A couple of months ago, I wrote that “PTC is such an interesting company. A bunch of really smart people who … get too far ahead of their customers (remember “CAD is dead”?), alienate those who sign the checks while retaining intense loyalty among the user base, or move too fast to make too many operational changes all at once.” That was about their revenue miss in Q1. Now, after spending time with the PTC faithful at Planet PTC Live, I’m convinced it’s even more interesting than I realized.

A quick recap for those who haven’t been following as closely as I have. PTC recently reorganized itself along product lines, to give more focus to each of its initiatives. The thinking is that, under the old scheme, a central R&D organization was pulled into too many directions to build out the Windchill and Arbortext offerings while continuing to enhance Pro/Engineer — perhaps sacrificing the competitive standing of Pro/E. Under the new scheme, each of PTC’s 5 product areas has its own, dedicated, resources which should be able focus more intently on just one set of products that meet a specific set of customer needs. These 5 areas include MCAD, PLM, Application Lifecycle Market (ALM, for software systems lifecycle management and systems engineering), Supply Chain Management (SCM, for supply chain risk and compliance, component/material/supplier management, sourcing & cost management and manufacturing planning — but not supplier contracting and so on), and Service Lifecycle Management (SLM, for requirements management, service information, service parts, warranty management, call center and field service). So: MCAD, PLM, ALM, SCM and SLM.

How, you may rightly ask, does all of this fit together? Why would PTC want to be in all of these businesses, many of which require selling outside its traditional engineering/design group base? Are there customers for these new, distinct segments? And, finally, what does PTC have to for these new acronyms?

PlanetPTC Live was the first shot at answering these questions. Using Whirlpool’s new Maxima washers and dryers as examples, PTC’s business unit managers walked us through where each offering would be applied. Most people are familiar with Creo (design and simulation) and Windchill (xBOM, project and process management), and enhancements are coming there, but a lot of the content was focused on the other 3 areas. For example, the Maxima washer/dryers are equal parts mechanical, electrical, and software, with a million lines of code (in an appliance!! — yow). Designing and managing these complex systems, and innovating with all three areas in mind, is hard yet necessary for Whirlpool to meet the needs of its customers. The company understands that its old ways did not adequately interconnect these disciplines, so Whirlpool is in the middle of an innovation redesign program to figure out how to do it better.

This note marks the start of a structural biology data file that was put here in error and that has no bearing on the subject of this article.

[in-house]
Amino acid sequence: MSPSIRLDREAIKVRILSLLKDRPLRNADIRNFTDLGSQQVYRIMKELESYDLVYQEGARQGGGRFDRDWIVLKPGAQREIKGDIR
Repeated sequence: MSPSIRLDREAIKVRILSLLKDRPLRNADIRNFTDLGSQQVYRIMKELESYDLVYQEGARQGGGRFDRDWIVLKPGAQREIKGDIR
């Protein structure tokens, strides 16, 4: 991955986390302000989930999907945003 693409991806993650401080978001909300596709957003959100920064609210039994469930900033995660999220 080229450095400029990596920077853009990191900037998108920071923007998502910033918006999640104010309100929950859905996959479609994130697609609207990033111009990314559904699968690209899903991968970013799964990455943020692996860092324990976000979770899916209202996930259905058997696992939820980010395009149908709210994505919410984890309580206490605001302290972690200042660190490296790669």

Whirlpool also faces the reality that these appliances need to be serviced and includes people from its services organization in product design teams. PTC’s SLM offering enables companies to manage service BOMs (or SBOMs) to manage service parts, but also much more, depending upon how an OEM wants to manage its services operations. And, as you probably know, PTC’s Integrity forms the cornerstone of its ALM solution, connecting requirements, codes and test to ensure that the software driving the control and display systems on the appliances. You can learn much more by catching a replay of the technology keynote here: http://www.ptc.com/events/planetptc-keynotes-2012/ptc-technology-roadmap-keynote-day-1.htm